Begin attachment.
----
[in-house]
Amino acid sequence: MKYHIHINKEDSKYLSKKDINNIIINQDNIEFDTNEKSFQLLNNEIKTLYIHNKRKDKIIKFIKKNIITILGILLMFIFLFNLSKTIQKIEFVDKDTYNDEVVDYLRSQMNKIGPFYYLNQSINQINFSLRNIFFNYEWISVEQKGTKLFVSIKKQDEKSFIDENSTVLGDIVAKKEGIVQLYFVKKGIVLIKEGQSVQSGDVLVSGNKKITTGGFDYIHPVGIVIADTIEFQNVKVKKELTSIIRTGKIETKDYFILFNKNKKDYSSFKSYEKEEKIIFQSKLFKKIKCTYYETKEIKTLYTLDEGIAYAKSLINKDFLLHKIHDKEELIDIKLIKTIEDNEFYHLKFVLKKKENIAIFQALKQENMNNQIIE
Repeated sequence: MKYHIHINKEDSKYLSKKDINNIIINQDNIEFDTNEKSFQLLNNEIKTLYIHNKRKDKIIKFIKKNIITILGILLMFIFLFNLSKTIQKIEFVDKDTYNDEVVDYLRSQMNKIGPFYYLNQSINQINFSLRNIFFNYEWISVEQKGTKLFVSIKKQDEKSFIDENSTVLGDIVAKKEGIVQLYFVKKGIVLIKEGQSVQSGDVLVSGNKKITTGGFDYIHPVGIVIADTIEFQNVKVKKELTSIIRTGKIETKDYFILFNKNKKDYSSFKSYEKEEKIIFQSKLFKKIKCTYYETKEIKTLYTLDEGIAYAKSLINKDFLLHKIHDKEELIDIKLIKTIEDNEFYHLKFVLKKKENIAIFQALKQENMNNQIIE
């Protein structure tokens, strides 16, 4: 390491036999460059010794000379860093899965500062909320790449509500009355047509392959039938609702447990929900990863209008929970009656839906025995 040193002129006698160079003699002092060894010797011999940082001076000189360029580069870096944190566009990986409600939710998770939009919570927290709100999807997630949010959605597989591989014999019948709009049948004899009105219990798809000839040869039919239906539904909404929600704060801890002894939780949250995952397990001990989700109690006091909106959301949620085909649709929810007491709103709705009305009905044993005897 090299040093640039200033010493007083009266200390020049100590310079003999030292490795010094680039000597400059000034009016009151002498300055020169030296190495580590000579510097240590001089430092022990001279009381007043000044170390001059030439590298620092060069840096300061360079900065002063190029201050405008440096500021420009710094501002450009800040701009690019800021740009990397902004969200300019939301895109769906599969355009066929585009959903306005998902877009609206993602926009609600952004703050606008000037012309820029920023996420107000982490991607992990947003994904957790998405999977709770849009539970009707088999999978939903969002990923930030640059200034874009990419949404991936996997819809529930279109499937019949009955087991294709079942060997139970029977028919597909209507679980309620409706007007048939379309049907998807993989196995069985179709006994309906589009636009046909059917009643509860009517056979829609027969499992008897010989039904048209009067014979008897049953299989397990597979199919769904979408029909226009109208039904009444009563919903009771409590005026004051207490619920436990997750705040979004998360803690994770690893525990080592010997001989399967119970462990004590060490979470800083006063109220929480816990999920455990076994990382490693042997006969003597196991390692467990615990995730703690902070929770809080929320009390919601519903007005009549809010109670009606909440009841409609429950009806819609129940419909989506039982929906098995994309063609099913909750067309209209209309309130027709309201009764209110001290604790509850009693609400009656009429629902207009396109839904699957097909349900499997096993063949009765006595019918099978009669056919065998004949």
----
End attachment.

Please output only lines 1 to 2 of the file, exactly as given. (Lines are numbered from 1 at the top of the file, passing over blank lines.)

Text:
[in-house]
Amino acid sequence: MKYHIHINKEDSKYLSKKDINNIIINQDNIEFDTNEKSFQLLNNEIKTLYIHNKRKDKIIKFIKKNIITILGILLMFIFLFNLSKTIQKIEFVDKDTYNDEVVDYLRSQMNKIGPFYYLNQSINQINFSLRNIFFNYEWISVEQKGTKLFVSIKKQDEKSFIDENSTVLGDIVAKKEGIVQLYFVKKGIVLIKEGQSVQSGDVLVSGNKKITTGGFDYIHPVGIVIADTIEFQNVKVKKELTSIIRTGKIETKDYFILFNKNKKDYSSFKSYEKEEKIIFQSKLFKKIKCTYYETKEIKTLYTLDEGIAYAKSLINKDFLLHKIHDKEELIDIKLIKTIEDNEFYHLKFVLKKKENIAIFQALKQENMNNQIIE